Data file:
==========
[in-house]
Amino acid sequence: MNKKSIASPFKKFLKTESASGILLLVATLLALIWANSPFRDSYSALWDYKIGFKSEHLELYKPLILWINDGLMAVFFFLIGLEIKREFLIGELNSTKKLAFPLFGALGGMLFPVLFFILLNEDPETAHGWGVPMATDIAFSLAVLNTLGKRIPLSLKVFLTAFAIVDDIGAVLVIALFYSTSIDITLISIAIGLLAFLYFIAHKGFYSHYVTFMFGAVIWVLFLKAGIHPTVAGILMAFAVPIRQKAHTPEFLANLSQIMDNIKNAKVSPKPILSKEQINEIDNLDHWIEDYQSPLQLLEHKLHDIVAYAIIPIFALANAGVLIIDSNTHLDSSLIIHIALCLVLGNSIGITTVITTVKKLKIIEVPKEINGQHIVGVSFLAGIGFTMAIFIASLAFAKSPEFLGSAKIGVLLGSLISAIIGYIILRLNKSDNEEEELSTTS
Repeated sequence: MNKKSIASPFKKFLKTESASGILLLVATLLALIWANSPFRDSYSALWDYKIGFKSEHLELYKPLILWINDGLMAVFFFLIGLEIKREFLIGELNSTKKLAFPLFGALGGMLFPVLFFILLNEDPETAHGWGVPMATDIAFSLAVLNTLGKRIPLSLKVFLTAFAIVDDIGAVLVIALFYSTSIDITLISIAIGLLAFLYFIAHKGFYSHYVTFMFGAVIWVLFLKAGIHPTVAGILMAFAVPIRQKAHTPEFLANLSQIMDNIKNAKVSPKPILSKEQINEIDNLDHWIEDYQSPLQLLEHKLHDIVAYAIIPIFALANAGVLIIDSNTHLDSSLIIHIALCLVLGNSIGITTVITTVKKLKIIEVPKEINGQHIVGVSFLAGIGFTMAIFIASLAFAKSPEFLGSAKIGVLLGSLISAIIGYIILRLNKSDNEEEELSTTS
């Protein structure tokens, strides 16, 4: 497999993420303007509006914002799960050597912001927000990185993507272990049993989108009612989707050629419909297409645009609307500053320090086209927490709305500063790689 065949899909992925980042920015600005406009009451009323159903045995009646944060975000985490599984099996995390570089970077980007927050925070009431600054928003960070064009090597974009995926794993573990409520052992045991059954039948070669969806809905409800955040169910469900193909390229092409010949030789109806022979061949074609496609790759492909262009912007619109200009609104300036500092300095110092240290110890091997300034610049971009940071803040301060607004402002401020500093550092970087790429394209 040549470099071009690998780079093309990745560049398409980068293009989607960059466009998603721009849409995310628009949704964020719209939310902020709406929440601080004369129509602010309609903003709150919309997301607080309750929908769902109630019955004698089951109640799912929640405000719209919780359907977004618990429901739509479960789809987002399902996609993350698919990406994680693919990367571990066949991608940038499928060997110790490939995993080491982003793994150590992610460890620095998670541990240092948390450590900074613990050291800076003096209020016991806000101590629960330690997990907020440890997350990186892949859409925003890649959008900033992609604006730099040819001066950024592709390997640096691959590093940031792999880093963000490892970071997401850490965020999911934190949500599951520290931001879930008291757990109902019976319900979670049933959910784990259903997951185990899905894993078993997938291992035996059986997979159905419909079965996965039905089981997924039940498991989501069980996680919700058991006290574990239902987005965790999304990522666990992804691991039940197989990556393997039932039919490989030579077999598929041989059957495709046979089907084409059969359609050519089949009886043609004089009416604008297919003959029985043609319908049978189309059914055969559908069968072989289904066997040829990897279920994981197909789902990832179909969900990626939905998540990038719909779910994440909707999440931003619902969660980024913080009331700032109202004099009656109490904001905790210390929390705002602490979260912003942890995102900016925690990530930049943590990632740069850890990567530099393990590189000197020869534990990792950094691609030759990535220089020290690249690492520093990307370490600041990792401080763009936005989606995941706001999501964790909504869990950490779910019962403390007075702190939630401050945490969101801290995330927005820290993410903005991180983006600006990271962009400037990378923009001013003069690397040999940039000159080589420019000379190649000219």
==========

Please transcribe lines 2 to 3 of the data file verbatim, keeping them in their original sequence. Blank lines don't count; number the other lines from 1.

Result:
Amino acid sequence: MNKKSIASPFKKFLKTESASGILLLVATLLALIWANSPFRDSYSALWDYKIGFKSEHLELYKPLILWINDGLMAVFFFLIGLEIKREFLIGELNSTKKLAFPLFGALGGMLFPVLFFILLNEDPETAHGWGVPMATDIAFSLAVLNTLGKRIPLSLKVFLTAFAIVDDIGAVLVIALFYSTSIDITLISIAIGLLAFLYFIAHKGFYSHYVTFMFGAVIWVLFLKAGIHPTVAGILMAFAVPIRQKAHTPEFLANLSQIMDNIKNAKVSPKPILSKEQINEIDNLDHWIEDYQSPLQLLEHKLHDIVAYAIIPIFALANAGVLIIDSNTHLDSSLIIHIALCLVLGNSIGITTVITTVKKLKIIEVPKEINGQHIVGVSFLAGIGFTMAIFIASLAFAKSPEFLGSAKIGVLLGSLISAIIGYIILRLNKSDNEEEELSTTS
Repeated sequence: MNKKSIASPFKKFLKTESASGILLLVATLLALIWANSPFRDSYSALWDYKIGFKSEHLELYKPLILWINDGLMAVFFFLIGLEIKREFLIGELNSTKKLAFPLFGALGGMLFPVLFFILLNEDPETAHGWGVPMATDIAFSLAVLNTLGKRIPLSLKVFLTAFAIVDDIGAVLVIALFYSTSIDITLISIAIGLLAFLYFIAHKGFYSHYVTFMFGAVIWVLFLKAGIHPTVAGILMAFAVPIRQKAHTPEFLANLSQIMDNIKNAKVSPKPILSKEQINEIDNLDHWIEDYQSPLQLLEHKLHDIVAYAIIPIFALANAGVLIIDSNTHLDSSLIIHIALCLVLGNSIGITTVITTVKKLKIIEVPKEINGQHIVGVSFLAGIGFTMAIFIASLAFAKSPEFLGSAKIGVLLGSLISAIIGYIILRLNKSDNEEEELSTTS